Chocolate Cake (1889) ★★

Here is a simple recipe for chocolate cake from the cook book "Aunt Babette's" Cook Book. Foreign and Domestic Receipts for the Household. A valuable collection of receipts and hints for the housewife, many of which are not to be found elsewhere., printed in 1889. This recipe is gluten free (imagine that!) and is relatively straight forward. I had to look up "slow oven" and I found that it means the temperature of the oven should be between 250 and 300 degrees Fahrenheit. Of course ovens in the Victorian period were mostly run by fire, so precise temperatures were not as easily attainble as they are today. I set my oven to 275 degrees and it worked well.

(No. 2.) Beat the yelks of twelve eggs with half a pound of sifted sugar, half a pound of grated sweet almonds, half a pound of finely-grated vanilla chocolate, and one tablespoonful of ground cinnamon. Add the stiff-beaten whites last, and bake one hour in a slow oven. Bake in a spring form lined with greased paper.

The Verdict:
This cake was really spongy as a result of having so many eggs in it. Consequently it also had a bit of an eggy taste to it. It wasn't really awful; definitely edible. It had a strange texture. My boyfriend said it reminded him of banana bread. I wonder how this cake would be if I had used small eggs (I have a feeling Victorian eggs were not so super-sized). I would eat this if I had to, but I probably wouldn't make it again.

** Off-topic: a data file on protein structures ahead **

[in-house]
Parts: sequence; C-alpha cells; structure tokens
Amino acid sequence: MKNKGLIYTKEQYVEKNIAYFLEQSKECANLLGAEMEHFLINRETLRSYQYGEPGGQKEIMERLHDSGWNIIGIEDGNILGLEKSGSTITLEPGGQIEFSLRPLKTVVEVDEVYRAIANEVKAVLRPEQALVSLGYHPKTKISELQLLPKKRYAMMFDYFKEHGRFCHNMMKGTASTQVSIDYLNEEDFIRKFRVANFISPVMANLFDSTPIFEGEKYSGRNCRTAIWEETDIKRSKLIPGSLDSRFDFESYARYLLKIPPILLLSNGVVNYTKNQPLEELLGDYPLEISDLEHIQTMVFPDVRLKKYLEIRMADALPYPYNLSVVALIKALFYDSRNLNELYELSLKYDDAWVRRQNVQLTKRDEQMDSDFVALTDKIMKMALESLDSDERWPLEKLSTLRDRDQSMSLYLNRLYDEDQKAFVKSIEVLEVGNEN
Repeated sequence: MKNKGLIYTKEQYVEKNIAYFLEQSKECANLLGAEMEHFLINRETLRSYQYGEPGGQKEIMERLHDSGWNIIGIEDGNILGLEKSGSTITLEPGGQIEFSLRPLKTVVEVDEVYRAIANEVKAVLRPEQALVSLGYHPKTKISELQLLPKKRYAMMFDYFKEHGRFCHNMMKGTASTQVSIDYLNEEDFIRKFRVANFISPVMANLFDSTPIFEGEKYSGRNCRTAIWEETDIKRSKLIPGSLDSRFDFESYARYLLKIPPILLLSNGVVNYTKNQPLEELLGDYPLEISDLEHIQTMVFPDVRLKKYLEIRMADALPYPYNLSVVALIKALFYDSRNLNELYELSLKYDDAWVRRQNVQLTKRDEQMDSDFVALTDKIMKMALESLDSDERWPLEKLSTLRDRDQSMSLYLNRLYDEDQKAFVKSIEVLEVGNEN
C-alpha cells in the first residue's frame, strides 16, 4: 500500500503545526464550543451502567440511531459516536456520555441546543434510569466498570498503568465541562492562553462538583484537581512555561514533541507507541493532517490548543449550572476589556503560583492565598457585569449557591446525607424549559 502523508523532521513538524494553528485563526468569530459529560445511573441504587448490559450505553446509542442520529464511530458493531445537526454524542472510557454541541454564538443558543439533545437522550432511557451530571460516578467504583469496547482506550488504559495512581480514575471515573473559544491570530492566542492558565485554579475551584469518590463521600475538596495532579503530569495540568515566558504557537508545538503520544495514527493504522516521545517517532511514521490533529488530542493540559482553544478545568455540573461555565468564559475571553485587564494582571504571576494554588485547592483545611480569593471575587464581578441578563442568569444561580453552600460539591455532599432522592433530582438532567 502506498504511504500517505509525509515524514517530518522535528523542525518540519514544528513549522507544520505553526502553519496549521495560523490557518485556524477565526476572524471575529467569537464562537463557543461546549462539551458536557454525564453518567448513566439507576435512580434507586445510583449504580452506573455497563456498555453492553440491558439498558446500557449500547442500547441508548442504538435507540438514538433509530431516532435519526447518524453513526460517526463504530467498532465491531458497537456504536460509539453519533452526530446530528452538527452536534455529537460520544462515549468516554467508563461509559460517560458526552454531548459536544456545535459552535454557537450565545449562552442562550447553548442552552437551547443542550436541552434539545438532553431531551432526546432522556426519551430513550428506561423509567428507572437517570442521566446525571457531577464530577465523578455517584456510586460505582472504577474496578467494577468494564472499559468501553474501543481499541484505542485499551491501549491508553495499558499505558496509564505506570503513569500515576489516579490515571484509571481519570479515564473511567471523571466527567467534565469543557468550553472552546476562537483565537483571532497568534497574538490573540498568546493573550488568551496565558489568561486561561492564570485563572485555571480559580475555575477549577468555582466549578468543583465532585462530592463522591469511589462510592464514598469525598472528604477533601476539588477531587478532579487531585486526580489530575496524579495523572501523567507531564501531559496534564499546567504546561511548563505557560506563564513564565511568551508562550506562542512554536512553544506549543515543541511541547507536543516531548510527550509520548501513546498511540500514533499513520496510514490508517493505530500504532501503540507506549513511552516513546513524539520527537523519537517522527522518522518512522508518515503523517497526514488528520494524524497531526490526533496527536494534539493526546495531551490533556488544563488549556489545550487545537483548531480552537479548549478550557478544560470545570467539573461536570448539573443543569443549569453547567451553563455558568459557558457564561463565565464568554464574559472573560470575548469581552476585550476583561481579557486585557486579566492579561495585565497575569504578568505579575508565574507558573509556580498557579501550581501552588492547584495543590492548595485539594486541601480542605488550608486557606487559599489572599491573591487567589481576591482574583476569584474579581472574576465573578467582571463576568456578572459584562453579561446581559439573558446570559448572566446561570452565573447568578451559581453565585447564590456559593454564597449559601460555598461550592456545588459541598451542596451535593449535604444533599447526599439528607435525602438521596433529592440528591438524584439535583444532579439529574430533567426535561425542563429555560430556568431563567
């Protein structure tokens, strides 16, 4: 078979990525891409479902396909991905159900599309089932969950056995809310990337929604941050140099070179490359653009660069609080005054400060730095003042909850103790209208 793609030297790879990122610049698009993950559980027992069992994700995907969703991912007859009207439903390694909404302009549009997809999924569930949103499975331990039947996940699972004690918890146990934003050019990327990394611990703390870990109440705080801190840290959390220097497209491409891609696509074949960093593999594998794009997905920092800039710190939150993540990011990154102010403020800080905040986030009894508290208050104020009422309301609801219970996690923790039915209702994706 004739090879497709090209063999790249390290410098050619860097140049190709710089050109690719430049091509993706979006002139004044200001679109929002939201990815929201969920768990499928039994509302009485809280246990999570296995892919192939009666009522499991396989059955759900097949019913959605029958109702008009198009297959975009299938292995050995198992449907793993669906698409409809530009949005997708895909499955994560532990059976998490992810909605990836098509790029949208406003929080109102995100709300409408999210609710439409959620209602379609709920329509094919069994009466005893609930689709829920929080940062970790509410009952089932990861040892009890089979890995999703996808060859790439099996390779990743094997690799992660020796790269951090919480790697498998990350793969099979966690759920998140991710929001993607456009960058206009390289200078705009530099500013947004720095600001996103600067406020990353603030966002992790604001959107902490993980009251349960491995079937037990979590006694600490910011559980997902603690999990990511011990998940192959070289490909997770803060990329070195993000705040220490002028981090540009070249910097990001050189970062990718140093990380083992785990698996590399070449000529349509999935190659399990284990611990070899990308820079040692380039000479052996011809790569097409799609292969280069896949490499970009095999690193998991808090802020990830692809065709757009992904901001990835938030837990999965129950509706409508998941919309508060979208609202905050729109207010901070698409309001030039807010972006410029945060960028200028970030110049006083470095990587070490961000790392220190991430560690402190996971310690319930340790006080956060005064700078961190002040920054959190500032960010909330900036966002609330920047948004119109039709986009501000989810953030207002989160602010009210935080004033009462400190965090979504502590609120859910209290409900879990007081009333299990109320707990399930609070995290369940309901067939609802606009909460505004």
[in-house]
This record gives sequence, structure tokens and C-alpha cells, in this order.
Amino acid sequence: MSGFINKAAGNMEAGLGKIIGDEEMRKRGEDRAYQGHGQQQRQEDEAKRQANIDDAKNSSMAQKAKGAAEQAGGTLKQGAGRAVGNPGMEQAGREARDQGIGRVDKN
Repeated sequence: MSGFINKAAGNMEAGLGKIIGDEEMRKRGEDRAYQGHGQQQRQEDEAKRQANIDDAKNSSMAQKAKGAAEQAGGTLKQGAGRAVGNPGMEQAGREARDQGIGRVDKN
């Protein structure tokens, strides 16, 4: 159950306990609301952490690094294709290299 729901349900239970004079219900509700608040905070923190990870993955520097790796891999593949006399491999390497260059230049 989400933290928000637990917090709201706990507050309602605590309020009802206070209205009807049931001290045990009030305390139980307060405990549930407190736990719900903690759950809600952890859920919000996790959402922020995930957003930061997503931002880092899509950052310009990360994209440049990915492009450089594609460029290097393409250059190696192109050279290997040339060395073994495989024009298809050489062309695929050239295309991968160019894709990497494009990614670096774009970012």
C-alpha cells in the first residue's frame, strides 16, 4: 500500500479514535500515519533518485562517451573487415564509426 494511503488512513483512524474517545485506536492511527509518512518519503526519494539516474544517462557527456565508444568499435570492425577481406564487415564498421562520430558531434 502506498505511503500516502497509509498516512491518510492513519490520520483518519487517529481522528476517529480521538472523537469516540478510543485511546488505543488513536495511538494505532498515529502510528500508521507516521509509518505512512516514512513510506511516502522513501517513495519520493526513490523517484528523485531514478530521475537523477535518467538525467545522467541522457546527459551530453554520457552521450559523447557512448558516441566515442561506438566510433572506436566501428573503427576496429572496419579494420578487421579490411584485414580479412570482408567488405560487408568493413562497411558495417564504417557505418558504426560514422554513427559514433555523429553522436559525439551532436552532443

Modernized Recipe:
(Adapted from "Aunt Babette's" Cook Book)

1/2 pound SUGAR
1/2 pound grated ALMONDS
1/2 pound grated BAKING CHOCOLATE
1 tablespoon ground CINNAMON

1. Preheat your oven to 275 degrees. Line a 9x13 pan with greased parchment paper.
2. If you need to grate/chop your chocolate, do so first. Also divide your egg yolks and whites into two separate bowls.
3. Mix together the egg yolks, sugar, almonds, chocolate, and cinnamon.
4. Beat the egg whites to stiff peaks. Fold into the cake batter.
5. Bake for 1 hour.

Anje graduated with a Honours Bachelors degree in History with a minor in Museum Studies. She currently lives and works in Japan's least populous prefecture as an assistant English teacher.